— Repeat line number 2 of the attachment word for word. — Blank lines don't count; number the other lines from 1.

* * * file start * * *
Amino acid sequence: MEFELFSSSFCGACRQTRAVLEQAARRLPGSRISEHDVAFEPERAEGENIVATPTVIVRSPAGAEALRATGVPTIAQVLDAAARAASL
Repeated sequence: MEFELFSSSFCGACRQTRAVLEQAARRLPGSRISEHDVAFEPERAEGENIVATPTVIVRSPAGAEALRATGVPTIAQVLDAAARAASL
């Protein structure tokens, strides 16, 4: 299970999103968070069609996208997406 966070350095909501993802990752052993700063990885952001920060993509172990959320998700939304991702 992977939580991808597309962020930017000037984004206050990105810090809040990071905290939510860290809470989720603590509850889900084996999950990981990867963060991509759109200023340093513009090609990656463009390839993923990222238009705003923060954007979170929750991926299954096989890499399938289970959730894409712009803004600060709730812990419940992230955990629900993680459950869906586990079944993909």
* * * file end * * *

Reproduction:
Repeated sequence: MEFELFSSSFCGACRQTRAVLEQAARRLPGSRISEHDVAFEPERAEGENIVATPTVIVRSPAGAEALRATGVPTIAQVLDAAARAASL